The Cogent compiler takes Cogent source code as input and produces, from the bottom of the figure above: the C code, the semantics of the C code expressed in Isabelle/Simpl, the same expressed as a monadic functional program, a monomorphic deep embedding of the Cogent program in A normal form, a polymorphic A-normal deep embedding of the same, an A-normal shallow embedding, and finally a 'neat' shallow embedding of the Cogent program that is syntactically close to the Cogent source code. Several theorems rely on the Cogent program being well-typed, which we prove automatically using type inference information from the compiler. The solid arrows on the right-hand side of the figure represent refinement proofs. The only arrow that is not formally verified is the one crossing from C code into Isabelle/HOL at the bottom (the red arrow) — this is the C parser, which is a mature verification tool used in a number of large-scale verifications (e.g. seL4).
For well-typed Cogent programs, we prove a series of refinement relations. The refinement proofs state that every behaviour exhibited by the C code can also be exhibited by the Cogent code and, furthermore, that the C code is always well-defined, including that e.g. the generated C code never dereferences a null pointer, and never causes signed overflow. It also implies that the generated C code is type-safe and memory-safe, meaning the code will never try to dereference an invalid pointer or try to dereference two aliasing pointers of incompatible types. From the generated proofs, We additionally get guarantees that the generated code handles all error cases, is free of memory leaks, and never double-frees a pointer.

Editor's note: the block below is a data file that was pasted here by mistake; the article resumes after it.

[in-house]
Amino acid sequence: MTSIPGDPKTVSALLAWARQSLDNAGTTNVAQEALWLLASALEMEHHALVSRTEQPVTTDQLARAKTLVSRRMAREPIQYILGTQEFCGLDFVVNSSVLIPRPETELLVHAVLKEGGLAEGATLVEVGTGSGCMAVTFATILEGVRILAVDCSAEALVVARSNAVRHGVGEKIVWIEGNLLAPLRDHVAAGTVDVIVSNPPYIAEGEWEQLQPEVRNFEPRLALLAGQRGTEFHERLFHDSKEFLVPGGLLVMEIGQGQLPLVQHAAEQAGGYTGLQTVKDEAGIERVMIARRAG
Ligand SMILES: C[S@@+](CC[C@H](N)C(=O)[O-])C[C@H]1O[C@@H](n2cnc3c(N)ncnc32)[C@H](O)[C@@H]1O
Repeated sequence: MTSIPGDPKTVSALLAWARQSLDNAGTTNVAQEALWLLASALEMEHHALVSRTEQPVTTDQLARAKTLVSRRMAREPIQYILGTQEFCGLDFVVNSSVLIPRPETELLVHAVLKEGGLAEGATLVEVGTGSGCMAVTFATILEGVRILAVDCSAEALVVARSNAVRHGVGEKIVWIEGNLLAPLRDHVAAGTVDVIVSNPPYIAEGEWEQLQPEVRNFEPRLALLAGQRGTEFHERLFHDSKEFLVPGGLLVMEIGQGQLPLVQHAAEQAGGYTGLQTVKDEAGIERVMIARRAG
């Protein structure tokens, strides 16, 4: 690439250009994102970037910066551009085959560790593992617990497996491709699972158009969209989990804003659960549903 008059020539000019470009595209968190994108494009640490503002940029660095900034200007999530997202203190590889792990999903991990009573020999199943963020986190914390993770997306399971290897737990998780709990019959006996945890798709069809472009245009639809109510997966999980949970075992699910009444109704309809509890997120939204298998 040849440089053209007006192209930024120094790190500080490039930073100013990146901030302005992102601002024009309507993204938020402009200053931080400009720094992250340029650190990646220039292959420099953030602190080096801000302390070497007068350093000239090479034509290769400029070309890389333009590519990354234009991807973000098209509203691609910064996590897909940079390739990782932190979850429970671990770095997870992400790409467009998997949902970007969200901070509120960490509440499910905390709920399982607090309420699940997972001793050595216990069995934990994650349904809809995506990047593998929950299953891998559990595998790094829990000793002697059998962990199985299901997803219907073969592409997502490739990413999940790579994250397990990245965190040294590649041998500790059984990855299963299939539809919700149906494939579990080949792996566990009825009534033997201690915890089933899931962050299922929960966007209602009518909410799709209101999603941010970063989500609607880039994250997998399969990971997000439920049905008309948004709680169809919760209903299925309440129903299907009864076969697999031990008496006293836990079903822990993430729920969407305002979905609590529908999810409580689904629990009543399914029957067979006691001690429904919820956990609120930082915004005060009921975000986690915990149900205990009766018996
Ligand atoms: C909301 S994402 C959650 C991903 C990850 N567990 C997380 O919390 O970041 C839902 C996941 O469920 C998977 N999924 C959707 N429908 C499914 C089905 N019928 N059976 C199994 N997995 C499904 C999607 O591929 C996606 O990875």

A key component to the overall refinement proof comes directly from Cogent’s linear type system. As linear types ensure that only one reference exists at a time to a heap object, a function that destructively updates an object may be given the type of a pure function, as it is impossible to distinguish destructive update from a purely functional update without aliasing. This allows us to assign two different semantic interpretations to the same code: A purely functional value semantics, which is is suitable for high level verification using equational reasoning, and an imperative update semantics, including pointers and a mutable heap, which more closely resembles the semantics of the generated C. We prove once and for all that, for any well-typed program, the update semantics is a refinement of the value semantics.
The project explores a new methodology for designing and formally verifying the correctness of systems code, based on a new language Cogent. We use file systems for case studies. Specific contributions include:
The Cogent project, besides its initial goal of reducing the effort of developing formally verified systems software, has become a platform for a wider range of research activities.
To date we have implemented several file systems in Cogent: